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Manual Chiropractic Adjusting Techniques

Diversified Technique

This is the most commonly used of all chiropractic techniques and is the one most familiar to patients. The diversified adjustment entails a high-velocity, low-amplitude thrust that usually results in a cavitation of a joint (quick, shallow thrusts that cause the popping noise often associated with a chiropractic adjustment). As the name implies, the diversified technique can be used to adjust many of the joints in the body.

Extremity Adjusting

This is the application of chiropractic adjustments to joints other than those of the spine, i.e., shoulder, elbow, wrist/hand/finger, hip, knee, ankle/foot/toe. Examples of conditions treated by extremity adjustment: carpal tunnel syndrome and gait- or posture-related problems.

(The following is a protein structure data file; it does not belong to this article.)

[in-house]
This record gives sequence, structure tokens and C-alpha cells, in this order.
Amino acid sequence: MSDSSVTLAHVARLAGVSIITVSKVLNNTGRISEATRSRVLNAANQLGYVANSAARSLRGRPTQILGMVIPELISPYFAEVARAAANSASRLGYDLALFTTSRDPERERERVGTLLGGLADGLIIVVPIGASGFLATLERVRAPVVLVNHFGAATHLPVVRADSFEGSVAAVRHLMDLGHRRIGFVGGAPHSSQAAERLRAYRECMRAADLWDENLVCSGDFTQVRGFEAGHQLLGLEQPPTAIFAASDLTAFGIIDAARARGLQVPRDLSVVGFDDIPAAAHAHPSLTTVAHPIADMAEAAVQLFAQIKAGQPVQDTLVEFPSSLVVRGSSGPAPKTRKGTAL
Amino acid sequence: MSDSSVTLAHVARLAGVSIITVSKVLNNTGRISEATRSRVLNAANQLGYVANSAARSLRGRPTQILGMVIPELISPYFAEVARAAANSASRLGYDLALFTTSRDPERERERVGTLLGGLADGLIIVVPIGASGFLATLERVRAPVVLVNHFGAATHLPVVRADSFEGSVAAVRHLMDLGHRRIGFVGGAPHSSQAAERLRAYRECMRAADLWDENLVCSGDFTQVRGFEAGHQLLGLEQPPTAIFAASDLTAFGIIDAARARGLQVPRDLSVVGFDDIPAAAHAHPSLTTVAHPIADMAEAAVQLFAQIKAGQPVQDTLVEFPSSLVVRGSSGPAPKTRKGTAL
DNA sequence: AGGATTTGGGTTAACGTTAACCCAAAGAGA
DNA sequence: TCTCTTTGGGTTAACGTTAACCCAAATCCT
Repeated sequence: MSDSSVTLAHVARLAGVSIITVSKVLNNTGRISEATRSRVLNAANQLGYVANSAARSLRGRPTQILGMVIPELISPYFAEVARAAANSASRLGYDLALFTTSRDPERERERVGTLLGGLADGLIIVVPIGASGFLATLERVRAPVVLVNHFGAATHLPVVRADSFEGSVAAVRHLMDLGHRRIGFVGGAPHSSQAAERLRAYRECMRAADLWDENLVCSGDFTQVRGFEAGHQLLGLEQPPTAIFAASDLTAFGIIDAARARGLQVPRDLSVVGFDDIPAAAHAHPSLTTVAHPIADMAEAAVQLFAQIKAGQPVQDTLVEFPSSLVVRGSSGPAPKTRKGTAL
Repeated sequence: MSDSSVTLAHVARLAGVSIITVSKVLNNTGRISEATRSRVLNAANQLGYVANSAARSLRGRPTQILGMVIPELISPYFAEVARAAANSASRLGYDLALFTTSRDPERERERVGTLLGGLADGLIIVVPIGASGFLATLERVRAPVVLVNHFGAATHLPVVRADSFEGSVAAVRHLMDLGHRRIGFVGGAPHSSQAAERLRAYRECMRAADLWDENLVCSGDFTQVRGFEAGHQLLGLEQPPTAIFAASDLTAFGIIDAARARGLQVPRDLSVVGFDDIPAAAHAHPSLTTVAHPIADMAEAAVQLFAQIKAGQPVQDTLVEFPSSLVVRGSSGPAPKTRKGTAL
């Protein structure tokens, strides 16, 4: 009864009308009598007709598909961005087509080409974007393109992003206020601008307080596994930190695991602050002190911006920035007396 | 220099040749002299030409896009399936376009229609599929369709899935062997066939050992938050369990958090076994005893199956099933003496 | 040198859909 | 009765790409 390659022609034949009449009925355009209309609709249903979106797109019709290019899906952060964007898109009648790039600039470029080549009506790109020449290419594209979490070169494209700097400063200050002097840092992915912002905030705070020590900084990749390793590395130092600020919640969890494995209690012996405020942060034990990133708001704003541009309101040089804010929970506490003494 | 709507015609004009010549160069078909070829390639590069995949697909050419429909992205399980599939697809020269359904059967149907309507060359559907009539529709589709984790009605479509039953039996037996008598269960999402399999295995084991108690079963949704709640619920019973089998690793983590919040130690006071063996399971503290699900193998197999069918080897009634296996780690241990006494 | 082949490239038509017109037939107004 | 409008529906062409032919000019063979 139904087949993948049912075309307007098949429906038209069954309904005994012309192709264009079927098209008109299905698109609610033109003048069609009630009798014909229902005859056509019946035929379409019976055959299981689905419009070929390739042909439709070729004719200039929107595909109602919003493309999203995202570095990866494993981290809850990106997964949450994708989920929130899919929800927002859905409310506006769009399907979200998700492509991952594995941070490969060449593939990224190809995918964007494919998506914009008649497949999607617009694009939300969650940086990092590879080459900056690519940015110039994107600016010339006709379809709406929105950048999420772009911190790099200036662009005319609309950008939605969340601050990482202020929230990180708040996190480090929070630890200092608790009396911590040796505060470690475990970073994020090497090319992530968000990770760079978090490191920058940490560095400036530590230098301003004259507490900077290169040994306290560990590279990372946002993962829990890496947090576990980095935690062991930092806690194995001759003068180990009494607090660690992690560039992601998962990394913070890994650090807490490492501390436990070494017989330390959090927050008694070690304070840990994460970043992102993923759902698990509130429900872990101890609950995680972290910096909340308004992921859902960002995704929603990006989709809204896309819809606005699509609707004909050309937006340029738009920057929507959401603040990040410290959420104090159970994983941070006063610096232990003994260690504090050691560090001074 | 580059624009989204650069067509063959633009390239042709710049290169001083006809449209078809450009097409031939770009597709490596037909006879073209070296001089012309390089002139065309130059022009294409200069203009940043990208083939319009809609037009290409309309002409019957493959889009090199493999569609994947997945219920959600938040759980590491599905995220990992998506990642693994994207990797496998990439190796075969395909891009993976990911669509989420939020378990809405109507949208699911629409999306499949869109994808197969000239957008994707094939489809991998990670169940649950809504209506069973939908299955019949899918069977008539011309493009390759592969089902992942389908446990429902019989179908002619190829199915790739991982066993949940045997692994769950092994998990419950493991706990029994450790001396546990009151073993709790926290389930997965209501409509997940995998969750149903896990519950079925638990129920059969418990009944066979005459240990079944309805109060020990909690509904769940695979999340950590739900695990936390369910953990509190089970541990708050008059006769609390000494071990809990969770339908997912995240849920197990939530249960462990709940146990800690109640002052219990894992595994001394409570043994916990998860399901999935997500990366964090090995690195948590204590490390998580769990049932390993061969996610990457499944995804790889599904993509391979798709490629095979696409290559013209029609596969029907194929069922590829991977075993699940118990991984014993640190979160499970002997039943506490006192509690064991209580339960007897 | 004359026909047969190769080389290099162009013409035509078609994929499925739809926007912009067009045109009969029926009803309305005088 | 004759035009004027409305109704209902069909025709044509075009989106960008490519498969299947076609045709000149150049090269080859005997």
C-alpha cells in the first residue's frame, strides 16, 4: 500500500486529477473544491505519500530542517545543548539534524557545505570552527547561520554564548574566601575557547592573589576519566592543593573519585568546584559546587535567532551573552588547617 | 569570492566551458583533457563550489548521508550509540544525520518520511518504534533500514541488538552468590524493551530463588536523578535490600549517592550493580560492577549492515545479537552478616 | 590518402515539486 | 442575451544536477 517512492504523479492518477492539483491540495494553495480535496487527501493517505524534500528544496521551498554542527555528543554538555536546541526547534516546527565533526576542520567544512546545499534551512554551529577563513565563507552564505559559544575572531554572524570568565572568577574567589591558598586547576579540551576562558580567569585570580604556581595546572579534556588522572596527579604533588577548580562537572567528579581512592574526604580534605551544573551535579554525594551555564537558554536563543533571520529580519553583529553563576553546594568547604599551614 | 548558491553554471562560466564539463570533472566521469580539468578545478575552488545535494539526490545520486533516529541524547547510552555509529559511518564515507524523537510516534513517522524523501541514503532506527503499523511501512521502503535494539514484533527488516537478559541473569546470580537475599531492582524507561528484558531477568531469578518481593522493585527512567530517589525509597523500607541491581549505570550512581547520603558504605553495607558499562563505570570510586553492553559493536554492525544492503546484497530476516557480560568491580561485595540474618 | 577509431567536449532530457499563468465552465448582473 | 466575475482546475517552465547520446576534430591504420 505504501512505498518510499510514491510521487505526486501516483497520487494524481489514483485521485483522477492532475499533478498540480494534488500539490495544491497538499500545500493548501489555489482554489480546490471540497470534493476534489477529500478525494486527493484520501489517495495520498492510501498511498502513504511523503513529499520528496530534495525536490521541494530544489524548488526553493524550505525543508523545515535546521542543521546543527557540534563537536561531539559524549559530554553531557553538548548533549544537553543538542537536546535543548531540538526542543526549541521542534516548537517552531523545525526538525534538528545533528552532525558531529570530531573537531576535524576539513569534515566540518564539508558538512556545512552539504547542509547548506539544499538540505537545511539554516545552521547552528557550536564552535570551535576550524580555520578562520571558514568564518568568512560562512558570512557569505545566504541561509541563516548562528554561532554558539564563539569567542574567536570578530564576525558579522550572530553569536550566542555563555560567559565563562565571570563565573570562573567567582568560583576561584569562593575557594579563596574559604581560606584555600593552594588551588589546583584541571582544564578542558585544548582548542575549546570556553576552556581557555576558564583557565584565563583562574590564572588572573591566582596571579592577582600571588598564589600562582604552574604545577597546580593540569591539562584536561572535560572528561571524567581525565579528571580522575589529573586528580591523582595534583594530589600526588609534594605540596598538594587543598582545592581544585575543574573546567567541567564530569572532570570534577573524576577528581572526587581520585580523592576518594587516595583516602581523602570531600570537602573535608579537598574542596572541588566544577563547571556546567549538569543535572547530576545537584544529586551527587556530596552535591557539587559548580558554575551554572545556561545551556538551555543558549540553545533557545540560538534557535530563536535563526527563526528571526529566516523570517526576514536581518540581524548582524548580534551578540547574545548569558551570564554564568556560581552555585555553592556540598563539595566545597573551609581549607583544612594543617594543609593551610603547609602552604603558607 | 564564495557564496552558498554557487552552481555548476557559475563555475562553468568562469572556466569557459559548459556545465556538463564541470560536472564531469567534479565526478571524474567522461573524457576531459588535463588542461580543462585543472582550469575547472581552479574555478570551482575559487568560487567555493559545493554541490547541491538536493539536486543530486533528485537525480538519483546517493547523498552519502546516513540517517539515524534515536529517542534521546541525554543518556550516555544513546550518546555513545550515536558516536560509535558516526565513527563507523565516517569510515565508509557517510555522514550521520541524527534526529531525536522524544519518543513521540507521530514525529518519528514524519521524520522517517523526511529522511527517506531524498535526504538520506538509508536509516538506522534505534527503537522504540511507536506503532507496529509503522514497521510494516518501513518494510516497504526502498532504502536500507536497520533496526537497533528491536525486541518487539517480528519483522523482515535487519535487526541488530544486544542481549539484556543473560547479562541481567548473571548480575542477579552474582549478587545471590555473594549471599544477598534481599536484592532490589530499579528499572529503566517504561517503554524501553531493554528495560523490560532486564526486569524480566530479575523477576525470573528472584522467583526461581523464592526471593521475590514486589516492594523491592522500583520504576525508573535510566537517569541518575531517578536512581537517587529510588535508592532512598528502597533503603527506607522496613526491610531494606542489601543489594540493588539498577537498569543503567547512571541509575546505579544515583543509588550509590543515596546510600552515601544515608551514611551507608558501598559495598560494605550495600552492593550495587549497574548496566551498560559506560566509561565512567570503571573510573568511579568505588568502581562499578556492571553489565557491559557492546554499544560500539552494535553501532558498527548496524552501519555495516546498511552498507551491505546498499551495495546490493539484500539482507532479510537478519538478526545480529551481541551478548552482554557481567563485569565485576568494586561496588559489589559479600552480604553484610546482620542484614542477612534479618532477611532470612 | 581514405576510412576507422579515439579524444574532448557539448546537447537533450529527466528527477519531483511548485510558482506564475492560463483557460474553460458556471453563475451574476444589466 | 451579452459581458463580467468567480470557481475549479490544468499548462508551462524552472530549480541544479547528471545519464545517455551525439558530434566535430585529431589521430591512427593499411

Sacro Occipital Technique (SOT)

Wedge-shaped blocks are usually placed under the pelvis of the prone patient to treat problems identified in the low back. Low force, slow pressure types of adjustments may also be used to address joint problems identified in the skull. SOT may be used as an exclusive treatment or as an adjunct method of patient management.

Thompson Technique

This chiropractic method uses a special table with several segments called drop pieces. These segments are propped up a fraction of an inch so that when the thrust is delivered, the table drops slightly, assisting the thrust while minimizing the force used for the adjustment. Cavitation of the joint may or may not occur.

Pediatric Adjusting: Torque Release Technique

A Torque Release Technique (TRT)  adjustment can be delivered with the spine in a perfectly relaxed neutral position with the perfect amount of force: Whereas a traditional adjustment requires the spine to be stretched to a position of tension followed by the manual thrust by hand to sufficiently open the spinal joints to activate a cavitation response.  Practice members enjoy the specific adjustment without the force, cracking and popping sound of manual adjustments.

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